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The Pain and the Glory

Half a century ago, University College Dublin GAA team trainer and journalist Eugene McGee asked his friend, two-time All-Ireland medal winning Kerry footballer and schoolteacher Michael Gleeson, to write a few lines on Kerry winning Sam Maguire.
Michael had enjoyed victory on the greatest stage of all with stylish Kerry teams in 1969 and 1970 while Eugene went on to mould an Offaly squad of fine players to scupper the Kerry drive for five in 1982 and deny the great John Egan the privilege of lifting the GAA heirloom with Ardagh roots.
Although he suggests the passage of time may have dated some of the narrative, Michael Gleeson – now retired from the classroom but still a very active member of Kerry County Council – says the sense of joy remains essentially the same.
And for the day that’s in it, with Mayo and Dublin clashing in Croke Park for an All-Ireland final like never before, it is timely to reproduce Michael Gleeson’s original essay which he titled The Pain and the Glory.

Michael Gleeson and his wife, Kathleen, enjoying a day out in Croke Park

The aching limbs have lost their youthful zest and propel a weary body more from instinct than desire.

The gasping lungs scream agonisingly for more oxygen and betray the folly of indulgence in the withered leaf so beloved of Raleigh and his virgin queen.

The mind, despite one’s best endeavours, doth wander to question the sanity of those who, from their lofty thrones of power, did ordain that sixty minutes were too few. Such sadists must find favour with the evil over-lords of ancient Rome who thirsted for the slow and gory kill in their coliseum.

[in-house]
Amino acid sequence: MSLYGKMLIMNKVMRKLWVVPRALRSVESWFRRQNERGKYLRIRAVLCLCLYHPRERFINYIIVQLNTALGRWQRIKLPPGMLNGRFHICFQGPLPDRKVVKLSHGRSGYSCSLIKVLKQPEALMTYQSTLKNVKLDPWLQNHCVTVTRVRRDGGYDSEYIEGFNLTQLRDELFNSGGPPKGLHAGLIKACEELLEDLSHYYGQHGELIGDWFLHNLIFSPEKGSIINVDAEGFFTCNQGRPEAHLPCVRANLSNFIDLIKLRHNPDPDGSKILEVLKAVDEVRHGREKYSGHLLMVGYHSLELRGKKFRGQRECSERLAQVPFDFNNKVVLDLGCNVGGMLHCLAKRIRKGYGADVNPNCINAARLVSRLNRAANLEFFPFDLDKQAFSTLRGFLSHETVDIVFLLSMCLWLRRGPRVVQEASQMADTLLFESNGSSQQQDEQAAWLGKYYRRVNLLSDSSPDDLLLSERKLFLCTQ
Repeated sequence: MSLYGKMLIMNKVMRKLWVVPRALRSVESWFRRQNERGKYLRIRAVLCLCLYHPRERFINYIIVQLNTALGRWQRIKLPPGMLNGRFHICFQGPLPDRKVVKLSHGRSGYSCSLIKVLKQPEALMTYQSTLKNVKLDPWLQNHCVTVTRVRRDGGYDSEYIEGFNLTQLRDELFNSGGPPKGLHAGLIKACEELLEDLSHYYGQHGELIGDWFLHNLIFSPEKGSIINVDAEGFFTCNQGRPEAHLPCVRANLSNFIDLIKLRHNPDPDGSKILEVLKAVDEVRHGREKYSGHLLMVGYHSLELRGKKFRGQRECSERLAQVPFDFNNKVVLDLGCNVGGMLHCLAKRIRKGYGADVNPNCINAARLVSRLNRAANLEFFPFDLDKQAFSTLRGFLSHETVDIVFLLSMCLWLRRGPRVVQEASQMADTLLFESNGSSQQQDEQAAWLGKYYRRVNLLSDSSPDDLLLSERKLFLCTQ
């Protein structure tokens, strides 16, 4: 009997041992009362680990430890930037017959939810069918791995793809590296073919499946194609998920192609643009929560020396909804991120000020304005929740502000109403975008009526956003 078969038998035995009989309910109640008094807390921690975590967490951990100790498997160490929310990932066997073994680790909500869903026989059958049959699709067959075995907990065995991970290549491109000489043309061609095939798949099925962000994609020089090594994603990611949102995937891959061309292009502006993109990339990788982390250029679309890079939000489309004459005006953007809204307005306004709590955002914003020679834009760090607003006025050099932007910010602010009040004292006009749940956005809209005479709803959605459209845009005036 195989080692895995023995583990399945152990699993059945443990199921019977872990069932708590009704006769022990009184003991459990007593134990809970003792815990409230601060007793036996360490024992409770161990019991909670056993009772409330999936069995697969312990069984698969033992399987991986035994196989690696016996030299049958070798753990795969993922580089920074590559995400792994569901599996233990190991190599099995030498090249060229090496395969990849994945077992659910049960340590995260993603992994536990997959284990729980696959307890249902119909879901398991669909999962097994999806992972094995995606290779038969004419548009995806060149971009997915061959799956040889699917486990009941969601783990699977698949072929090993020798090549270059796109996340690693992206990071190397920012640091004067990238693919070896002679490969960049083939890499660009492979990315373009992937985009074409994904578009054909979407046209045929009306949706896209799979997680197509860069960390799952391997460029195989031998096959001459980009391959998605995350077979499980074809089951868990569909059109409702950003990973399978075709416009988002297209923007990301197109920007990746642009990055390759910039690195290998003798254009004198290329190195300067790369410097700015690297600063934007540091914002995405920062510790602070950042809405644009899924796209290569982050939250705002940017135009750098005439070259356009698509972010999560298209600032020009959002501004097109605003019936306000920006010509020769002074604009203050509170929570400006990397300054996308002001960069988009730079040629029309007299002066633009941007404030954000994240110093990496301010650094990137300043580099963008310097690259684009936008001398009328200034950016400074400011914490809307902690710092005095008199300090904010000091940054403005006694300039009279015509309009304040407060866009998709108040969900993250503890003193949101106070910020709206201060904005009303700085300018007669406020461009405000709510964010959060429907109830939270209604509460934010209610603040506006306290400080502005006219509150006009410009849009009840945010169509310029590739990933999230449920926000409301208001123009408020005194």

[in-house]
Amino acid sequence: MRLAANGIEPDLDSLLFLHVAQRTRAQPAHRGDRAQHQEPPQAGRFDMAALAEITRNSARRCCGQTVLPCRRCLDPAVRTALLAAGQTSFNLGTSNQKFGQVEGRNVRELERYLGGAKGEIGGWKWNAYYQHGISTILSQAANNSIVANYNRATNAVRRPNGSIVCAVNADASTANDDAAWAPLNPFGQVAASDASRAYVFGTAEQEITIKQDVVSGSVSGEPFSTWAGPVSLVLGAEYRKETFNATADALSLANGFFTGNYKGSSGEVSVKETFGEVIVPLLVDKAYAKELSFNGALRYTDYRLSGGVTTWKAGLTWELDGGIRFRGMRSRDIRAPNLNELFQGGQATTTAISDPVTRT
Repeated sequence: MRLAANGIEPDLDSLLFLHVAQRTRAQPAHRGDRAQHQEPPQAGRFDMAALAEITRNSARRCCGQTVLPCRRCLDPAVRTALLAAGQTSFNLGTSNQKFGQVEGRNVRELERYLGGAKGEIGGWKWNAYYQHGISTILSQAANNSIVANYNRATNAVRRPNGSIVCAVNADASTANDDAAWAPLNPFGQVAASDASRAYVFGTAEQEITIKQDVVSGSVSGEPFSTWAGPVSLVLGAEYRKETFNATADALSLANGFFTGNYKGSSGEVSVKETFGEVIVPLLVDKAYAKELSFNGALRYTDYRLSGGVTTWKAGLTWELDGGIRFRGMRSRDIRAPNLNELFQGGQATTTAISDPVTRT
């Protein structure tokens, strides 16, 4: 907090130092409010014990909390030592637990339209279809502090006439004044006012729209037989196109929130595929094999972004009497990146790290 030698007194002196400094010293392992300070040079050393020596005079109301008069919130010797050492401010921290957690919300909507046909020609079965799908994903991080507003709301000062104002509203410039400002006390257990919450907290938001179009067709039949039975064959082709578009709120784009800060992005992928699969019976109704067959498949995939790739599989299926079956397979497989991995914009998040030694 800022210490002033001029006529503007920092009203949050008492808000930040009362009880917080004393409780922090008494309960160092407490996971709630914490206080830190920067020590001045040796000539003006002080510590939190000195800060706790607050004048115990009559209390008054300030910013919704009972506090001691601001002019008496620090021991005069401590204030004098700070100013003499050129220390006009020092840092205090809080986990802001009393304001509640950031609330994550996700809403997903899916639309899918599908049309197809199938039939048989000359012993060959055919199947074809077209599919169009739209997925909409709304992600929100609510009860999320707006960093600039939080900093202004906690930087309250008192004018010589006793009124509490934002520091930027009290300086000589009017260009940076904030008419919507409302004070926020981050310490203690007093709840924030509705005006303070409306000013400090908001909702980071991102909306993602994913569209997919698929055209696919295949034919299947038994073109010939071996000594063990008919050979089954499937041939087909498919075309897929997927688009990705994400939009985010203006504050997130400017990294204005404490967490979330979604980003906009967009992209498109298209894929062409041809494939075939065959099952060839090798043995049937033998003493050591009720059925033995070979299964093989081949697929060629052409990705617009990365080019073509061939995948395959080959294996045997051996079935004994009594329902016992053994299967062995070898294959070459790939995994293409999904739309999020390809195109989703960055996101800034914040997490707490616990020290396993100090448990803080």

In those halcyon days, when Harvey Smith was but a show jumper and not quite yet a showman, the two upraised digits of the trainer’s hand convey their simple message. No sooner had their message been conveyed than they contracted into a commanding fist which demanded from his troops one last supreme effort.
Two puny points ahead and two eternal minutes remaining. Never have two seemed so unequal to two. Such a slender lead, as all well know, is but a clarion call to the opposition. Their every thought and effort are intent on a bulging net.

The holy grail: The Sam Maguite cup

Alas, for them ‘twas not to be. The clenched fist had done its job and with a vigour belying his hour and nine minutes of intense effort a colleague delicately taps one over and makes the margin safe.
The strident whistling from the stands has reached its crescendo. The tribal baying shows scant regard for charity or the muted followers of the vanquished. The agony and the ecstasy have become personified ten thousand times.

For some the joy and revelry, with no thought for tomorrow; for others, the weary journey through the night to their homes, downhearted and forlorn.
The final whistle sounds and tired players feel grateful and tender sympathy for the losing combatants. And then, like a hungry locust swarm, the throng invades the hallowed turf. Limbs that yesterday were old and weary now with devouring strides carry their owners to the conquering heroes.

Shapes soft and round from their favourite brew embrace the players with a passion not yet enshrined in law. For today at least all past errors are forgiven. The rightful monarchs are on their rightful throne. The monarchs though are weary and footsore and seek escape to where a soothing pint or two or even six may be imbibed.

Like Garbo in the days of yore, they long to be alone, alone to let the glorious truth sink in. For now, they feel empty and devoid of all emotion, too drained to share the great euphoria.
Tomorrow when the potion and some sleep have restored the youthful vitality — Tomorrow?  And yet inside they know that tomorrow will fade into tomorrow and soon it will be another Sunday and today’s kings will be on the rack: Uneasy rests the head that wears the crown.

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